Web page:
My work with Jovenes, Inc. has been a long-lasting collaboration.  Jovenes provides housing and support services for homeless youth in Boyle Heights, Los Angeles.  A former students of mine, Eric Hubbard, is the director of development at Jovenes, and through his hard work, the partnership has kept going for four years now.  As part of my course Field Studio A, students from the Art Center MDP/Field track work with youth from Jovenes, learning with and from them about their lives and stories.

Using a community based learning approach, the partnership is one that is designed to meet the needs of the organization and the needs of my course.  Sometimes it takes us a while to really do the work it takes to make sure that one set of needs is not displacing the other.  Designers ultimately need to make things, but what they need to make for my course may not always be something that the organization identifies as useful or important to them.  I try to make sure that as we do our design research, the work “throws off” material that is easy to identify as useful.  Sometimes that might be interviews that Jovenes, Inc. can include on its website, or high quality photographs.  Another time it might mean scheduling a special tour of our studio for Jovenes clients who want to see what an art school looks like.  We also occasionally design things that our community partner needs — like a calendar that can be used for fundraising — because that is an important part of the reciprocity involved in working with community partners.  Some of the odd, speculative gizmos my students might explore for their own work may not seem useful to Jovenes.  Similarly, for my students, designing a calendar is not an especially gut-busting challenge design-wise, but might be very much worth doing because it helps to support the partnership at large.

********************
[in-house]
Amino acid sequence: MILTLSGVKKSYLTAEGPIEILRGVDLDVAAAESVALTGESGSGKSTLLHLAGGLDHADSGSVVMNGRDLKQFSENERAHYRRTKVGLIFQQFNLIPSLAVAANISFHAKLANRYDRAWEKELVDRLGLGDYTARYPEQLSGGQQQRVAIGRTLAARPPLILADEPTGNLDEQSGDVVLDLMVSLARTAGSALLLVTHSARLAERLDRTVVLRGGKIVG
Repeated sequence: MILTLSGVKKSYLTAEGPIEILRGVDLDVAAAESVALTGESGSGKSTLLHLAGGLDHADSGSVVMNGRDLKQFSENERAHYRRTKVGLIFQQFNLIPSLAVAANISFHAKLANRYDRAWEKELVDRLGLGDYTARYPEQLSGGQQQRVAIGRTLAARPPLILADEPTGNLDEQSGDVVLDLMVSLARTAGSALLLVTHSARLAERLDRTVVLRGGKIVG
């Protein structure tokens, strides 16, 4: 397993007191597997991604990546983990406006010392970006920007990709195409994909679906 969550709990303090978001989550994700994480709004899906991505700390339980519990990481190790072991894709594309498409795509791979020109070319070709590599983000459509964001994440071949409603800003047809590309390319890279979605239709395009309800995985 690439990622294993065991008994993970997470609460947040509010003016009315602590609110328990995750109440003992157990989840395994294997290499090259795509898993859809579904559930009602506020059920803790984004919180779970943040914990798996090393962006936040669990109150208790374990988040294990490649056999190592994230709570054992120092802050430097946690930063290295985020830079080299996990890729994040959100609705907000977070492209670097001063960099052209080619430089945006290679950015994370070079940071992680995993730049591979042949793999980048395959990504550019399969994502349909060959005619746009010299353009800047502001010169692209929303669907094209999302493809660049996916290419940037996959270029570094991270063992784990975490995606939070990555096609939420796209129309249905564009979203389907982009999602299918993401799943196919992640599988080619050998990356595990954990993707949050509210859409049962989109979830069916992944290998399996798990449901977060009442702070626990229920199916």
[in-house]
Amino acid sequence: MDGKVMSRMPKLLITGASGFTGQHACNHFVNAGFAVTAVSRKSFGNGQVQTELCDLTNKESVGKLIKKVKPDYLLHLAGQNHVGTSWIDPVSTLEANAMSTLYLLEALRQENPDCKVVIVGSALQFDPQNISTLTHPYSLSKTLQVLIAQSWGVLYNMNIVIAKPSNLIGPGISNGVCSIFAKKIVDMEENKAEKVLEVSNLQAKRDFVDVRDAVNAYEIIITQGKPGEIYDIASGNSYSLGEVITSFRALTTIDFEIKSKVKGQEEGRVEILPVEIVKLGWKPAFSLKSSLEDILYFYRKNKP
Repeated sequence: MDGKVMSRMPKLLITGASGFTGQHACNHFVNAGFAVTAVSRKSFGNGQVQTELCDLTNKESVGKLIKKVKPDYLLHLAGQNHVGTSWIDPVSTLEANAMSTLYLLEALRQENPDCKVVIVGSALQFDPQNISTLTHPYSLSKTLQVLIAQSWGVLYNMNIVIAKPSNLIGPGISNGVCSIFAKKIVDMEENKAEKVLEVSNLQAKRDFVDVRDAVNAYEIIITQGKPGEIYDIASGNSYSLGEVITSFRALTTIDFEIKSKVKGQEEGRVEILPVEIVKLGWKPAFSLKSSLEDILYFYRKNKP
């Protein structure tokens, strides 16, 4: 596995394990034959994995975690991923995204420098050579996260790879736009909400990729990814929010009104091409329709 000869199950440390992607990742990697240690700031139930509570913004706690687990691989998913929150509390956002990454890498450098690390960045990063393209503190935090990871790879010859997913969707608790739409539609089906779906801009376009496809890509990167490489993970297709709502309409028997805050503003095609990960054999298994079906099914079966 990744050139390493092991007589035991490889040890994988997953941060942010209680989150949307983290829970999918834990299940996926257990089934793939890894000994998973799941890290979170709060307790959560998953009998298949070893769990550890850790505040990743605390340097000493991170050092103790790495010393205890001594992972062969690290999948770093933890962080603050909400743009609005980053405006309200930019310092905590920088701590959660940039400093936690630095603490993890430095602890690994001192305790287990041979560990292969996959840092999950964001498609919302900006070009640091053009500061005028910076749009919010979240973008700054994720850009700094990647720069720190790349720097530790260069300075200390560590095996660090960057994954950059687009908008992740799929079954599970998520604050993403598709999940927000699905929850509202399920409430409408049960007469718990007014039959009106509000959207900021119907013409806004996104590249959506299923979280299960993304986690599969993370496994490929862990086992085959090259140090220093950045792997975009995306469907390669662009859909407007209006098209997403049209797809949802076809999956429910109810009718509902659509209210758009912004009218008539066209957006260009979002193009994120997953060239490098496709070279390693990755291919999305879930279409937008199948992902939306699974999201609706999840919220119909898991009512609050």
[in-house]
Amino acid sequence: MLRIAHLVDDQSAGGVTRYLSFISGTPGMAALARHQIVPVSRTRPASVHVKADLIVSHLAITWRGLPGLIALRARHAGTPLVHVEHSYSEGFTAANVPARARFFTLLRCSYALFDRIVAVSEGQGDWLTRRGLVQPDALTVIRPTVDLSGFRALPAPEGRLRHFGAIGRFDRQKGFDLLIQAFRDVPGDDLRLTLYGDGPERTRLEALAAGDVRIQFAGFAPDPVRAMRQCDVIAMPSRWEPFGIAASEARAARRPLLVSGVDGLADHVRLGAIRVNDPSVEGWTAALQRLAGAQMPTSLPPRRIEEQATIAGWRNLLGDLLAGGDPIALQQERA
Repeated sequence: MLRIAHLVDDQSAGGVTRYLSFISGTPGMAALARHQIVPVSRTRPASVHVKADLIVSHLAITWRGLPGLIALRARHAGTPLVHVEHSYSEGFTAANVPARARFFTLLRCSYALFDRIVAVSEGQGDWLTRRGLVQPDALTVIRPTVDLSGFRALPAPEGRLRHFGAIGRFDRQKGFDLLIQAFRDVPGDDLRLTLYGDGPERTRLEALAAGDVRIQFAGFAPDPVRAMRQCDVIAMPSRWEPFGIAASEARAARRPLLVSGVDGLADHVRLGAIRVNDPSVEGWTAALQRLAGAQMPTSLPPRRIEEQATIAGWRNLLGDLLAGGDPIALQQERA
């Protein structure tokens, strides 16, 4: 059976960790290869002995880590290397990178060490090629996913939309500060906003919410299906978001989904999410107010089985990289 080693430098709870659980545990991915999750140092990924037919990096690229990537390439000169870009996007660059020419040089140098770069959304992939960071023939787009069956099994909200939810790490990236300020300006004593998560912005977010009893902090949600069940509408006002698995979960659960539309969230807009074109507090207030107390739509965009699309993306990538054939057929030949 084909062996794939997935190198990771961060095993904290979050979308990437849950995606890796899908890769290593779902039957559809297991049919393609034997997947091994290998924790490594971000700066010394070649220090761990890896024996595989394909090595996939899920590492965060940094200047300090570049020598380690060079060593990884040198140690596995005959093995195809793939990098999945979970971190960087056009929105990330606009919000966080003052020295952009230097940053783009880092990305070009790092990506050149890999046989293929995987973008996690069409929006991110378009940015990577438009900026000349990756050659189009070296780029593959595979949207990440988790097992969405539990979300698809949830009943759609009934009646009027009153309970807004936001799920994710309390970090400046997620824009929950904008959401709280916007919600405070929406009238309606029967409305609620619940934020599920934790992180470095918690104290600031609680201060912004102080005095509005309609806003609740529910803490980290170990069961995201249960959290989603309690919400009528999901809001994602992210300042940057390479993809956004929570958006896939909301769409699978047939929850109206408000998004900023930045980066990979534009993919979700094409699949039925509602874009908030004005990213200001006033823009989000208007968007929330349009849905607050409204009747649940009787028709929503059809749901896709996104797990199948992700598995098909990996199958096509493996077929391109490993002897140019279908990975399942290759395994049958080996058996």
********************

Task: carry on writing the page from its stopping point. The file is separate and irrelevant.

There are many challenges for my students.  They must confront their own assumptions about who is homeless, what homelessness looks like, and how homelessness happens.  They are also challenged because they are not allowed to make use of the typical design strategy of making a thing that solves a problem.  Their task is to meet the guys, engage with them on a very human level, and then use design both as a means to conduct this engagement, and a medium through which to create new ways to engage the idea of homelessness. That kind of critical thinking is central to the teaching we do in MDP/Field.

In our first year, now-alums Jeff Hall and An Mina developed a very simple, yet very effective tool for facilitating and documenting life stories.  They wrote about it on the ethnography matters blog in a post entitled “Designing for Stories.”  I continue to use that tool they developed with successive groups of students, to show them how design research materials can be invented and used.

In a successive year, another group of students completed a successful project called”Caminemos Juntos.”  I have coauthored a chapter with them about the Jovenes partnership and their project; It appears in the book Participatory Digital and Visual Methods.

Traffic Jam

Since beginning my travel to Uganda, I have been collaborating with dancers there on a set of projects I loosely call “Traffic Jam.”  Many of the dancers are or were students at Makerere University.  Others are members of Lifechangerz, a gospel and hip hop group based in the Kivulu slum adjacent to the university. The video below is from 2014, and takes place at Treasure Life Youth Center in Kampala.  The music is from the Jovenes project “Caminemos Juntos.”  I took that music with me to Kampala and my friends there wanted to choreograph something to it.  They were very excited about the idea of connecting to the stories of the homeless youth from Jovenes Inc., in Los Angeles.  Many of the Ugandan dancers were dealing with struggles of their own.  We had hosted a research event at TLC, and the dancers were due to perform at the end.  Everything took longer than we had anticipated (not unusual in fieldwork!), and so by the time it was time to dance, the sun had set.  Luckily, we managed to talk a passing ambulance driver into parking on the soccer pitch with his lights on long enough for the dancers to perform.  I love how the strong lights in the darkness add to the feeling of the dance.